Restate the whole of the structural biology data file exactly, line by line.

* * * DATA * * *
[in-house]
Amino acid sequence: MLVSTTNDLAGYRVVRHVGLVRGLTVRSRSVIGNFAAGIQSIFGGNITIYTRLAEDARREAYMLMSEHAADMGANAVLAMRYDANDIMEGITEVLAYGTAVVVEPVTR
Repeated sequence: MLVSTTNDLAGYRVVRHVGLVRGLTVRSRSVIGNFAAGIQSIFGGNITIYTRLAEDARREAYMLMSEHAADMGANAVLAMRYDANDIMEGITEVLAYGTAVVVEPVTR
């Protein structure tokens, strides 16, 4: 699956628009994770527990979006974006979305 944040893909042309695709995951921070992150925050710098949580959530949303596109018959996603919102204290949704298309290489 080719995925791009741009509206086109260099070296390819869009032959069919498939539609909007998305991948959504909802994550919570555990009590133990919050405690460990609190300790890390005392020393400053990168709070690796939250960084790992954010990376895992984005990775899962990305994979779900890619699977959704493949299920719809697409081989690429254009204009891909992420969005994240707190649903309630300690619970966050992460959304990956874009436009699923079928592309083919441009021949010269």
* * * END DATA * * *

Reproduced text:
[in-house]
Amino acid sequence: MLVSTTNDLAGYRVVRHVGLVRGLTVRSRSVIGNFAAGIQSIFGGNITIYTRLAEDARREAYMLMSEHAADMGANAVLAMRYDANDIMEGITEVLAYGTAVVVEPVTR
Repeated sequence: MLVSTTNDLAGYRVVRHVGLVRGLTVRSRSVIGNFAAGIQSIFGGNITIYTRLAEDARREAYMLMSEHAADMGANAVLAMRYDANDIMEGITEVLAYGTAVVVEPVTR
């Protein structure tokens, strides 16, 4: 699956628009994770527990979006974006979305 944040893909042309695709995951921070992150925050710098949580959530949303596109018959996603919102204290949704298309290489 080719995925791009741009509206086109260099070296390819869009032959069919498939539609909007998305991948959504909802994550919570555990009590133990919050405690460990609190300790890390005392020393400053990168709070690796939250960084790992954010990376895992984005990775899962990305994979779900890619699977959704493949299920719809697409081989690429254009204009891909992420969005994240707190649903309630300690619970966050992460959304990956874009436009699923079928592309083919441009021949010269």